Over the last few years, something strange has happened to the potatoes sold in the stores in my area. Formerly, I could buy several different varieties of yellow, white and red potatoes, but gradually these have disappeared, and nowadays there's just one kind, generic “potatoes” that come in huge bags. Unfortunately, these have a soggy, mealy texture, and a taste that's just plain bad - eating them is like biting into a lump of stale flour.
So, imagine my delight when I first stuck a hoe in my new garden plot, and discovered that the soil was dark brown, very soft and loose, and felt remarkably warm to the touch, despite the unseasonably cool temperatures we've been having: perfect for growing potatoes! What a difference from my previous garden, where the soil was tan colored, so clayey that it clung to the hoe in clumps, and took a long time to warm up. That soil was too dense for root vegetables and tubers; after a few harvests of short, twisted, scrawny carrots, radishes and potatoes, I stopped planting them.
~ seed potatoes are potatoes that have produced shoots. Plant whole if the potato is small, or cut into pieces, each containing a few eyes, and allow to callus over by leaving exposed for several days before planting ~
Potatoes are an easy and rewarding crop, and they do reasonably well in a wide range of soils. Also, their main enemy, at least in my climate, is the potato beetle, a large, striped, golden-colored pest which feeds on the foliage and lays bright orange eggs on the undersides of the leaves: easy to spot and get red of. However, this beetle is quite voracious and prolific, so remain vigilant and act immediately when you notice that the beetle has set up shop in your potato plants. The potato beetle will also attack eggplants, so avoid planting potatoes and eggplants close together.
My farmer neighbors taught me how to plant potatoes. They use the “trench-to-mound” method, which has always struck me as both clever and efficent.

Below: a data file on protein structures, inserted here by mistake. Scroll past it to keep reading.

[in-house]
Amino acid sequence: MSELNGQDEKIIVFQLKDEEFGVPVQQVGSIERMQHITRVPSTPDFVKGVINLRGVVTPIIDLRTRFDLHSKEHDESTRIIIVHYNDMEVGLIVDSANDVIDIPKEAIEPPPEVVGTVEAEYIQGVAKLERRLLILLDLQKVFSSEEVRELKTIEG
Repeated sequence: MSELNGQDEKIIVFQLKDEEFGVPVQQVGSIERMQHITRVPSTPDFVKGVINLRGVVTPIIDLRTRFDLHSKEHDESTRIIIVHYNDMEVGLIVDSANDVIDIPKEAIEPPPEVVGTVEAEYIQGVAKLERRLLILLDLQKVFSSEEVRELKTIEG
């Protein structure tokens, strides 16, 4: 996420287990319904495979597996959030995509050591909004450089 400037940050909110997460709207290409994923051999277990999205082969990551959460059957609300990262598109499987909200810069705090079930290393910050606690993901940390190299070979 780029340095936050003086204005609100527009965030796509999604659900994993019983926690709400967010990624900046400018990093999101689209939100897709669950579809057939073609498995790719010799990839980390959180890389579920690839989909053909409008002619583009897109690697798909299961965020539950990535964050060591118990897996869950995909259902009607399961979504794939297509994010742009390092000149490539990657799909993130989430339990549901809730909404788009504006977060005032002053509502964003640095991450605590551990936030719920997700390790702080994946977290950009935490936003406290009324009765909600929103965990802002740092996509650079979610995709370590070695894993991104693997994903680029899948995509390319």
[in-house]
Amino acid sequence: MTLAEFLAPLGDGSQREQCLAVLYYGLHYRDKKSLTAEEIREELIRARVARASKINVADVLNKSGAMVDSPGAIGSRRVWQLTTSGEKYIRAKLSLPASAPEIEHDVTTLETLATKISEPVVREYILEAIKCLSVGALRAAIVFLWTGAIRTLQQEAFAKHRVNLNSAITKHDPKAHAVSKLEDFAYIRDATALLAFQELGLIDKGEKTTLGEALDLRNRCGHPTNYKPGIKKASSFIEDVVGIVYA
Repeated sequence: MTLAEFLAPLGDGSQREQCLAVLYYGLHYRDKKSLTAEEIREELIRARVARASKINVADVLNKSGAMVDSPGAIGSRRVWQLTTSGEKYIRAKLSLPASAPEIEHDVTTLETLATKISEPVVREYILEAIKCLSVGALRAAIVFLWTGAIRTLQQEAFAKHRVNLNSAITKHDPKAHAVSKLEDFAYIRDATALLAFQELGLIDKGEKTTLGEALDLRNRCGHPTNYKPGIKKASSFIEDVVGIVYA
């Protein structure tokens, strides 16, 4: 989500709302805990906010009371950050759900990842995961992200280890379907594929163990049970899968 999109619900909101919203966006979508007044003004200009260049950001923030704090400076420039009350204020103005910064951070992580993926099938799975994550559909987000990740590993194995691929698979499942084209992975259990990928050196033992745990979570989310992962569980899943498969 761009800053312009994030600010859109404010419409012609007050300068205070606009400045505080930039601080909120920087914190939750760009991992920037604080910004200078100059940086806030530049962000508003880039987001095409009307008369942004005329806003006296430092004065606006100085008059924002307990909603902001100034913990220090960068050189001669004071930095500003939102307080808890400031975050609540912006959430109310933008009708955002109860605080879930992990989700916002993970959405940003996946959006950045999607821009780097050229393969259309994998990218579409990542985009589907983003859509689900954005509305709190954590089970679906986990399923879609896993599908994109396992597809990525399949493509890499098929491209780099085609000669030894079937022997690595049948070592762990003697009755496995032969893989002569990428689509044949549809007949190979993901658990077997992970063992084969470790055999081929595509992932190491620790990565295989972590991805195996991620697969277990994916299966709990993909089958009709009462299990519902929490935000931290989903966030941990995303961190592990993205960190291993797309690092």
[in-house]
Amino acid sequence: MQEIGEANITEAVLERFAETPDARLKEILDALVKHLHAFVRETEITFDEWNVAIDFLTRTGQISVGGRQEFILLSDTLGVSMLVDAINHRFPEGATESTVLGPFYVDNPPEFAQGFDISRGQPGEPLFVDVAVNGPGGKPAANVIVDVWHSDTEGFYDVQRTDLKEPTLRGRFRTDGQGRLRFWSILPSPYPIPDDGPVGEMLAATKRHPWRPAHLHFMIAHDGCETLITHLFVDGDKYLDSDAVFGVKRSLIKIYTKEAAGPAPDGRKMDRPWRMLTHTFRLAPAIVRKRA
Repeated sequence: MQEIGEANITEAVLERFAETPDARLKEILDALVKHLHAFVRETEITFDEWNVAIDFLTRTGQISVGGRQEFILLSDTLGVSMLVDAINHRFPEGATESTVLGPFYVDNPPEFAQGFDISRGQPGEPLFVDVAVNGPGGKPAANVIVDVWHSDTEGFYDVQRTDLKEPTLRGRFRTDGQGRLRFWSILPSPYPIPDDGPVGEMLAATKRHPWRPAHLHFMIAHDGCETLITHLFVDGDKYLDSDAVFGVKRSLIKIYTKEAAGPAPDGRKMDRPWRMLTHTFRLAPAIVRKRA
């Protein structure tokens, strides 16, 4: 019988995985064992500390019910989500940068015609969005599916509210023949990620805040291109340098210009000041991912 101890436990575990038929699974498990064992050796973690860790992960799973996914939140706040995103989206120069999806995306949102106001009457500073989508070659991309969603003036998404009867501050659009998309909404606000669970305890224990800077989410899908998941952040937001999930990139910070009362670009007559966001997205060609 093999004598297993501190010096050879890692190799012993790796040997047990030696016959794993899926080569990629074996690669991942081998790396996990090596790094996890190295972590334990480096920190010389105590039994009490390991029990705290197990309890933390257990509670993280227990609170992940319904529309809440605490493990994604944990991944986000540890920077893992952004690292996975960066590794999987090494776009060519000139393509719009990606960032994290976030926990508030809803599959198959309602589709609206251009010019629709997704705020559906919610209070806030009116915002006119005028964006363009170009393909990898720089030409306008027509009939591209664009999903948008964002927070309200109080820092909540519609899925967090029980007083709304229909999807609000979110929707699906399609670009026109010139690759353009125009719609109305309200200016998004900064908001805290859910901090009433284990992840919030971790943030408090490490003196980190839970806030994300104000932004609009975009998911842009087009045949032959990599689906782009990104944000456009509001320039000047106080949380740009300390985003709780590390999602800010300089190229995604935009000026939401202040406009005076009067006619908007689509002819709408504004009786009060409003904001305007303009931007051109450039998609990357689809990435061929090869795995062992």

Dig a trench about 6” deep, plant your seed potatoes there with their shoots up, spaced about 14” apart, and cover with some soil. Potatoes need regular watering during their early growth stages, and the trench helps to funnel the water to the young plants.
As they grow, take some of the soil you dug up when you made the trenches, and progressively mound it up around the plant, keeping the buried tubers well covered. Because potato plants have a relatively long growing cycle, between 16 to 20 weeks, I've sowed fast-growing crops like arugula and radishes along the sides of the trenches. I'll be harvesting them long before I need to use the soil they're growing in to make mounds around my potato plants, and in the meanwhile, these crops are keeping that soil from being left uncovered, exposed to weeds and the weather. Also, I've intercropped my potatoes with garlic.
~ potato plant intercropped with garlic, 20 days after planting ~
Reduce the watering when the potato plants begin flowering, and stop it altogether when they stop flowering: by that time, you'll have completely filled in the trenches with soil and created mounds around your plants. (You'll find excellent step-by-step instructions on how to grow and harvest potatoes here and here) And in a couple more weeks, your potatoes should be ready for lifting, and you'll see for the first time what you've produced.
The potato harvest, when you finally pull your underground crop out into the light, is quite a satisfying, even momentous, occasion!